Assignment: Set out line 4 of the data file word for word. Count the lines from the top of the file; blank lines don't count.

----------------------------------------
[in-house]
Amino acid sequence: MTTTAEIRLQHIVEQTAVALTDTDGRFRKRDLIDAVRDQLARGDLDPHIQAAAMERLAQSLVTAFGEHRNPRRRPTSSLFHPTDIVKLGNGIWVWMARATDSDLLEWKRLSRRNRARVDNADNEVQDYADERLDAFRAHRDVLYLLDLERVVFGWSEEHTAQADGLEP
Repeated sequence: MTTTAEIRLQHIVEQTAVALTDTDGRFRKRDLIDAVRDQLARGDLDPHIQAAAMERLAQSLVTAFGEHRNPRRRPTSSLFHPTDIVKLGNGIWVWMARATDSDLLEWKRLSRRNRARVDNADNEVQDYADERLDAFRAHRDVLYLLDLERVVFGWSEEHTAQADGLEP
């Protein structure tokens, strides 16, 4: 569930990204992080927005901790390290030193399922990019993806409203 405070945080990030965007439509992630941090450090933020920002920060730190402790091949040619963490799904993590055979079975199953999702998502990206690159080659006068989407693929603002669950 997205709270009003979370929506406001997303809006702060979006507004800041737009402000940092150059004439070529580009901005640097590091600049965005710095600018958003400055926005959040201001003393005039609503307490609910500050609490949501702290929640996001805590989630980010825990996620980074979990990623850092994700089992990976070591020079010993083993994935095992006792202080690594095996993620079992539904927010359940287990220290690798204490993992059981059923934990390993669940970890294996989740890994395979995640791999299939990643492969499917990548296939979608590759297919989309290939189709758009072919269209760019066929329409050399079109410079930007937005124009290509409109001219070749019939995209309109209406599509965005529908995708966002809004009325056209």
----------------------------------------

């Protein structure tokens, strides 16, 4: 569930990204992080927005901790390290030193399922990019993806409203 405070945080990030965007439509992630941090450090933020920002920060730190402790091949040619963490799904993590055979079975199953999702998502990206690159080659006068989407693929603002669950 997205709270009003979370929506406001997303809006702060979006507004800041737009402000940092150059004439070529580009901005640097590091600049965005710095600018958003400055926005959040201001003393005039609503307490609910500050609490949501702290929640996001805590989630980010825990996620980074979990990623850092994700089992990976070591020079010993083993994935095992006792202080690594095996993620079992539904927010359940287990220290690798204490993992059981059923934990390993669940970890294996989740890994395979995640791999299939990643492969499917990548296939979608590759297919989309290939189709758009072919269209760019066929329409050399079109410079930007937005124009290509409109001219070749019939995209309109209406599509965005529908995708966002809004009325056209």